• Deborah Fugaro (RWJUH Somerset): 
      • The new walking tracks are working very well because it gives therapists clear open space to ambulate their patients without any obstacles in the way. In the new space, when therapists enter the gym, it is very clear that someone is ambulating and that they need to stay out of the walking track.
      • The integration of ballet barre and mirrors throughout creates a nice large area for the therapists to give the patients the right environment to self-monitor with therapists close-by to provide instant corrections. When patients can see themselves exercise, they can self-correct. The prior space had mirrors on wheels that only allowed limited view.  Now with the new design, patients can monitor their full range of motion.

    SHARP-NEWTON'S ELEMENTS

    • Newton (NK Architects):
      Are there any elements in the new design/space that RWJ Somerset is particularly pleased with?
    • Deborah Fugaro (RWJUH Somerset): 
      • (With a laugh and smile) We are very pleased with the clear walking tracks, ballet barres, mirrors and the windows. These elements create a very open environment and people are always commenting, “Oh my God this space looks so great, there is so much brightness, so much light coming in…” It is a very open, calming and inviting space.

    SHARP-NEWTON'S LESSONS

    • Newton (NK Architects): 
      Are there any items or things RWJUH Somerset thinks could have been better/done differently? Lessons learned?
    • Deborah Fugaro (RWJUH Somerset): 
      • It was very helpful having someone on the design team that had deep knowledge from personal experience about PT environments. It added a greater level of understanding.  (One of the design team members had a disability and spent years in PT environments.)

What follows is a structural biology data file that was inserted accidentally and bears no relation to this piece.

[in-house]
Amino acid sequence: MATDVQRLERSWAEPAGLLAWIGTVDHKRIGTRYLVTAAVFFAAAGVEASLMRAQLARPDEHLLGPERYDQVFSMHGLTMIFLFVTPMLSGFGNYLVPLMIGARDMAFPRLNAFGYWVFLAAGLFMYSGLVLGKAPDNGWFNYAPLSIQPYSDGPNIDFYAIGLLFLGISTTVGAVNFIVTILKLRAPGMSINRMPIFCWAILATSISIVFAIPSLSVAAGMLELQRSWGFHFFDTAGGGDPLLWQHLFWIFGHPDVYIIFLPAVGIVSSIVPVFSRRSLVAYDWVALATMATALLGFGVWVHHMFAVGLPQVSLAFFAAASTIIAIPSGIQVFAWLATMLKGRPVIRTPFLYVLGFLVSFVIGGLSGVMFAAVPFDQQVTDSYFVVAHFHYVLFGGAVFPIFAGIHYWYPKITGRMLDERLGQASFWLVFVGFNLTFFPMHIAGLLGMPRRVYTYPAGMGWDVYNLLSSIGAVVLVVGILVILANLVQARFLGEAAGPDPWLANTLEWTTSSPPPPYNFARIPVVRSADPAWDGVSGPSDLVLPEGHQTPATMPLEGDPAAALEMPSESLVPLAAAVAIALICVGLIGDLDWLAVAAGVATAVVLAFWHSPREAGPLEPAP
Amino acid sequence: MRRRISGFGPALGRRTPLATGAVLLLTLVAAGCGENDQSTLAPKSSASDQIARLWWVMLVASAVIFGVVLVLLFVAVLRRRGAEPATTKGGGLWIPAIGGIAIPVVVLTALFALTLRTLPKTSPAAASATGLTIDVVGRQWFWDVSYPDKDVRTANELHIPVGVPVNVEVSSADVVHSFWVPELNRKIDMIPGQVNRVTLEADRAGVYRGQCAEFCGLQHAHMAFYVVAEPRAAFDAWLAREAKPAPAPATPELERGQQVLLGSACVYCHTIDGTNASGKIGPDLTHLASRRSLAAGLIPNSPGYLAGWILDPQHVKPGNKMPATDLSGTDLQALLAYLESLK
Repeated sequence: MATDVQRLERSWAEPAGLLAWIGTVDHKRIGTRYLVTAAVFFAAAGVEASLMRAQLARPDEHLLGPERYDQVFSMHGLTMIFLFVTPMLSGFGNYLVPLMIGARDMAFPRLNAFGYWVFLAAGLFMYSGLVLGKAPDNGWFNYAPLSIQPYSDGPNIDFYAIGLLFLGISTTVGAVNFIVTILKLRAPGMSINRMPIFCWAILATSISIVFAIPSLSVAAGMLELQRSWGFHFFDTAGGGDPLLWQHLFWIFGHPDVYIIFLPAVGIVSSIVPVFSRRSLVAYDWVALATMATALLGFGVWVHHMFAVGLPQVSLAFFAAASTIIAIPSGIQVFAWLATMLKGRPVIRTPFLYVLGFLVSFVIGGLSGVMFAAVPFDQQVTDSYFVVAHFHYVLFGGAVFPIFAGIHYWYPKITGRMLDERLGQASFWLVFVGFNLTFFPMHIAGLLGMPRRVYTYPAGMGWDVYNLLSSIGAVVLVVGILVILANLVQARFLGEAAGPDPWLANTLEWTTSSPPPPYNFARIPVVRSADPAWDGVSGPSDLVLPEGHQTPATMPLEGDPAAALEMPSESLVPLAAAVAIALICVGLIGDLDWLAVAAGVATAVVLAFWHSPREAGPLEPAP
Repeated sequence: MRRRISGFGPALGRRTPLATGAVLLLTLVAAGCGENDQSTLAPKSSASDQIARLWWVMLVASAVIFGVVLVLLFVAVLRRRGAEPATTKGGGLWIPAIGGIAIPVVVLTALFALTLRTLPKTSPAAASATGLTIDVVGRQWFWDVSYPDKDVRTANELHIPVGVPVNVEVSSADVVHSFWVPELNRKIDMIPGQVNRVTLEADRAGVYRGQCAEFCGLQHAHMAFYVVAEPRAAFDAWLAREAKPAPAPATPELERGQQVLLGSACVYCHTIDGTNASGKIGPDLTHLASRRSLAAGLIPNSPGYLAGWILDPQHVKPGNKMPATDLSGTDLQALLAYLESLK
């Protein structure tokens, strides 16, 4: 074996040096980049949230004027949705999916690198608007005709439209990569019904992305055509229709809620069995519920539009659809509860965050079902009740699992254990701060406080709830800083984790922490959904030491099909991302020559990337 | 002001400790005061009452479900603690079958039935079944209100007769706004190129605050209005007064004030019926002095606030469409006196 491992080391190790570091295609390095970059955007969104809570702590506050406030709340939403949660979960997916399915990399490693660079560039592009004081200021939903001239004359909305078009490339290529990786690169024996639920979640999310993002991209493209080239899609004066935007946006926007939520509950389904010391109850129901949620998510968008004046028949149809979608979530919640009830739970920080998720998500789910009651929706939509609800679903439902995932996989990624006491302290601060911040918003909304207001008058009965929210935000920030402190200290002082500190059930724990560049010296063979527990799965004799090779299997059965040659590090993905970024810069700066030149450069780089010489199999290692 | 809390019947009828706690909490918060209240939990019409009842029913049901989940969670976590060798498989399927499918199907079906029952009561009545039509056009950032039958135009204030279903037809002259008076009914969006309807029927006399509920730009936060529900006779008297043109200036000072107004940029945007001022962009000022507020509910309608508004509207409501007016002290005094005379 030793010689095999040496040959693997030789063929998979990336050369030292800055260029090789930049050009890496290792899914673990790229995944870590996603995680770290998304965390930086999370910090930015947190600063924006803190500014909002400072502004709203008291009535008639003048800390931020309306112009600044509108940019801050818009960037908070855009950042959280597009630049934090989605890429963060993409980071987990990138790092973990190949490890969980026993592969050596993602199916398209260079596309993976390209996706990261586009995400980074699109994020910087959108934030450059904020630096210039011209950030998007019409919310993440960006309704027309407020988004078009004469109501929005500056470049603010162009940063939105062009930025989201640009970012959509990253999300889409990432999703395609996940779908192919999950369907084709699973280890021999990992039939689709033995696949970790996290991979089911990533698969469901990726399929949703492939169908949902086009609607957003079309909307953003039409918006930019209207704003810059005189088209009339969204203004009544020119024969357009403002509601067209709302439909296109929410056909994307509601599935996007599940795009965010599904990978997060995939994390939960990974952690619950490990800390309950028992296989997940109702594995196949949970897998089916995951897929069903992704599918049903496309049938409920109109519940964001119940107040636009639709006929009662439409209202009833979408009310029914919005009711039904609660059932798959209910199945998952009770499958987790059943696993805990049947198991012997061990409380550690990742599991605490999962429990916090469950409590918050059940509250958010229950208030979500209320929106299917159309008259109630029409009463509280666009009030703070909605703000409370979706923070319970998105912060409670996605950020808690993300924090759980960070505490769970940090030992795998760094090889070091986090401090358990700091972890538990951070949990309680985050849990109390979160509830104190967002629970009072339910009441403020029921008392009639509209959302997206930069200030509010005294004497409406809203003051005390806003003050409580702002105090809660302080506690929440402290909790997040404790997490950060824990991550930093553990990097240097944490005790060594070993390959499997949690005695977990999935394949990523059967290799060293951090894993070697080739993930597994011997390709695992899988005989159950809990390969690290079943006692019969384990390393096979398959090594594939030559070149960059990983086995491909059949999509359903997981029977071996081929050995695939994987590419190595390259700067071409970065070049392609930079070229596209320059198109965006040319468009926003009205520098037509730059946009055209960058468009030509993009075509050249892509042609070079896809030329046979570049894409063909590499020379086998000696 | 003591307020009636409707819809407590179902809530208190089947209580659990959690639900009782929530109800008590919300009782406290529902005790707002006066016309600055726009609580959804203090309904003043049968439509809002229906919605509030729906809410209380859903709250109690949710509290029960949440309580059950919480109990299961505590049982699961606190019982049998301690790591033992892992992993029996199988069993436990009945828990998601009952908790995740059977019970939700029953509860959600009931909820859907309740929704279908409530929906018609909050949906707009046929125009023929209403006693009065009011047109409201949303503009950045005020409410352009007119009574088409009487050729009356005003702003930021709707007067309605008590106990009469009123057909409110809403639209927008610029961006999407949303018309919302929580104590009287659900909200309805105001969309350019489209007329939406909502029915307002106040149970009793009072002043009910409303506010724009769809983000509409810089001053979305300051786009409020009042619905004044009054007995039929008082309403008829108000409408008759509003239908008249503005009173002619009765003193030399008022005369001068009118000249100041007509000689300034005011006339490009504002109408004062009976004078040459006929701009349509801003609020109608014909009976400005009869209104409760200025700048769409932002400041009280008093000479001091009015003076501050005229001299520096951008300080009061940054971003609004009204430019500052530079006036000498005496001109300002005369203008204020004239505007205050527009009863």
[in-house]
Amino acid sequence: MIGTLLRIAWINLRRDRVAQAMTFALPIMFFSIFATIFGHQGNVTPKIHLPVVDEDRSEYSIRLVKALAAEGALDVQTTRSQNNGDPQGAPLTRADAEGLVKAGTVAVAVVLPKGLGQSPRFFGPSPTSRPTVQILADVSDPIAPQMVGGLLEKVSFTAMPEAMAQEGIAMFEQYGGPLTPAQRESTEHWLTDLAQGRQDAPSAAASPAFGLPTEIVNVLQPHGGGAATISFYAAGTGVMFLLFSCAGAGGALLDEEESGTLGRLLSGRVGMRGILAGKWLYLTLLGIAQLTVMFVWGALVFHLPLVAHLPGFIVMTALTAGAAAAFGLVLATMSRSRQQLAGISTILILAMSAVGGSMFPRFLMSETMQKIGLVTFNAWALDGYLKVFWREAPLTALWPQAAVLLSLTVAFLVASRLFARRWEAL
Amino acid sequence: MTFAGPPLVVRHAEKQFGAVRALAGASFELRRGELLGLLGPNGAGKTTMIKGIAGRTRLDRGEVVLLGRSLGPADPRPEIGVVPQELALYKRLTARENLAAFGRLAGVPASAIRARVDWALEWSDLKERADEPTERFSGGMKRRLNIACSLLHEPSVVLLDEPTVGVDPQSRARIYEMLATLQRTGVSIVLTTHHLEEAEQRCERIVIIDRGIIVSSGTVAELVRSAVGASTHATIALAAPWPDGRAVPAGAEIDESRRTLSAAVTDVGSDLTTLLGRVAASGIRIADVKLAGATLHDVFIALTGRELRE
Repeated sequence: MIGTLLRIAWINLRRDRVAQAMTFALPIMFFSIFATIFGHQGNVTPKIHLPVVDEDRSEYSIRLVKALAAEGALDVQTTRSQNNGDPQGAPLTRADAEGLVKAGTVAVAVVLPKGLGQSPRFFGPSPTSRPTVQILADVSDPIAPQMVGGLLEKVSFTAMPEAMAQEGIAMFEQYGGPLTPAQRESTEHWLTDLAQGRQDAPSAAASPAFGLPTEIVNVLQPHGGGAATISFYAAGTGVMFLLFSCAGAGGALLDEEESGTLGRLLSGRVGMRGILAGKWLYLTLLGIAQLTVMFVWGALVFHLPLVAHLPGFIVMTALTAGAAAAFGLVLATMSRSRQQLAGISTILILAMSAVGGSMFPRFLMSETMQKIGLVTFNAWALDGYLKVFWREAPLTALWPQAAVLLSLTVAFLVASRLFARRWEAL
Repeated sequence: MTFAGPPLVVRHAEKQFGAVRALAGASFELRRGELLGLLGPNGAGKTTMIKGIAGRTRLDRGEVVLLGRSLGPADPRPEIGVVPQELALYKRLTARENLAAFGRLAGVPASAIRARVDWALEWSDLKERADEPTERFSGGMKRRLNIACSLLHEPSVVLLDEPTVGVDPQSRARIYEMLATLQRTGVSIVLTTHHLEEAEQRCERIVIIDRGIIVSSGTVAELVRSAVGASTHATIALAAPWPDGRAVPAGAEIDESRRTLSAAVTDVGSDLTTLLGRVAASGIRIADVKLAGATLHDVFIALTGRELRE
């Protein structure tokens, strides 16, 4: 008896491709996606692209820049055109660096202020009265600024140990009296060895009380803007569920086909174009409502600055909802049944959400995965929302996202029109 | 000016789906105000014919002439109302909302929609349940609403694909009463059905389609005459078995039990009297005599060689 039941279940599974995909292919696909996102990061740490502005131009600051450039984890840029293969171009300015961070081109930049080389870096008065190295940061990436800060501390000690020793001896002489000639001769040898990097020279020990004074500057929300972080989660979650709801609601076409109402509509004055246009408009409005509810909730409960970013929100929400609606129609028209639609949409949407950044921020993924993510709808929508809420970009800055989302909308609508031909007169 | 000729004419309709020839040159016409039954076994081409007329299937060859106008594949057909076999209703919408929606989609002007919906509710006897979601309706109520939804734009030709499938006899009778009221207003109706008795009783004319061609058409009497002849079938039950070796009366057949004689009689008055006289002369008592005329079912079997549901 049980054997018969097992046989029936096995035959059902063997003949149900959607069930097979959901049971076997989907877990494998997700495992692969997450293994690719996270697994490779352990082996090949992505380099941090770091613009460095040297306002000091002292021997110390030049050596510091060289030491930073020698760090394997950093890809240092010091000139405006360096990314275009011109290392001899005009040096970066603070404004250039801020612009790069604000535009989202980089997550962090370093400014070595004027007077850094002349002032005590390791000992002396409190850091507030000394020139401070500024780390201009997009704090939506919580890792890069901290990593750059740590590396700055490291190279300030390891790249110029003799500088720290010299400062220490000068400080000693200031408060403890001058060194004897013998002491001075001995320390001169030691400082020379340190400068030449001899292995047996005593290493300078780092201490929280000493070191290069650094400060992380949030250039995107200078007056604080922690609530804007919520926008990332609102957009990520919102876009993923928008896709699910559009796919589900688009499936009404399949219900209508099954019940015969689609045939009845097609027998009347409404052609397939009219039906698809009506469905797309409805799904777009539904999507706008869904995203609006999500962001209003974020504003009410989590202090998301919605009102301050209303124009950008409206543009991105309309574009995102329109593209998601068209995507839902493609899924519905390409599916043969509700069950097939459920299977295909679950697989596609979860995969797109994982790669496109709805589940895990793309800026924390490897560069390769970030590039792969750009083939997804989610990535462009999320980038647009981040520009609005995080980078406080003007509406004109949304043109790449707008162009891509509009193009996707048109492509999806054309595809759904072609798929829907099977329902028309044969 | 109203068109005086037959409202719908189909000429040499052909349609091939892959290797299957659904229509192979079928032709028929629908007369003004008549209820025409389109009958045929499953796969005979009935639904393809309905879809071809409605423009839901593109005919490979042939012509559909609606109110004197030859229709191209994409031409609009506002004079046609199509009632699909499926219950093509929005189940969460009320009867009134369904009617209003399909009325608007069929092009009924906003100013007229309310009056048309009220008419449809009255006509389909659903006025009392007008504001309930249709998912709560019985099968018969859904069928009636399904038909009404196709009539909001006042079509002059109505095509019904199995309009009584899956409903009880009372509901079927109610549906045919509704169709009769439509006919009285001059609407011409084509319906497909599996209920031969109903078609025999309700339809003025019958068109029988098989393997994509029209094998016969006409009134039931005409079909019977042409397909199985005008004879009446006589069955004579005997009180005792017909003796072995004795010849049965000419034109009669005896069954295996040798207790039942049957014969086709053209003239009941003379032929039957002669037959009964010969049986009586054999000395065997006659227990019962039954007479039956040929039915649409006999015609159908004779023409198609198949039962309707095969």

• It is important in an equipment-heavy space to really look at the finishes, colors and the machines in the space and to make sure they fit visually because they become the furniture. All of the finishes, including those on equipment, need to work together.   During construction the beds had to be changed to navy because the blue was a robin’s egg blue that did not work. 

    SHARP-NEWTON'S FEEDBACK

    • Newton (NK Architects): 
      Has there been any feedback from users (either internal, or clients?)”
    • Deborah Fugaro (RWJUH Somerset):
      • People are always saying “Oh you have so much more space here!” and I have to say, “no, not really.
      • Staff likes that there are unspoken dedicated spaces. Occupational Therapy (OP) is on one end of the suite, while on the other end is dedicated to pure Physical Therapy (PT), yet there are areas in-between where staff can cross over invisible boundaries that are still understood by the perceptual organization of these zones, allowing for a hybrid shared space.
      • One patient came in and said, “OMG you are finally stepping out of the 1980’s!”
      • Patients and users like that the space is calming with a pop of color.

    SHARP-NEWTON'S  SHARING

    • Newton (NK Architects): 
      Did RWJUH Somerset learn anything in this process that would be helpful to share for those designing for PT environments?
    • Deborah Fugaro (RWJUH Somerset):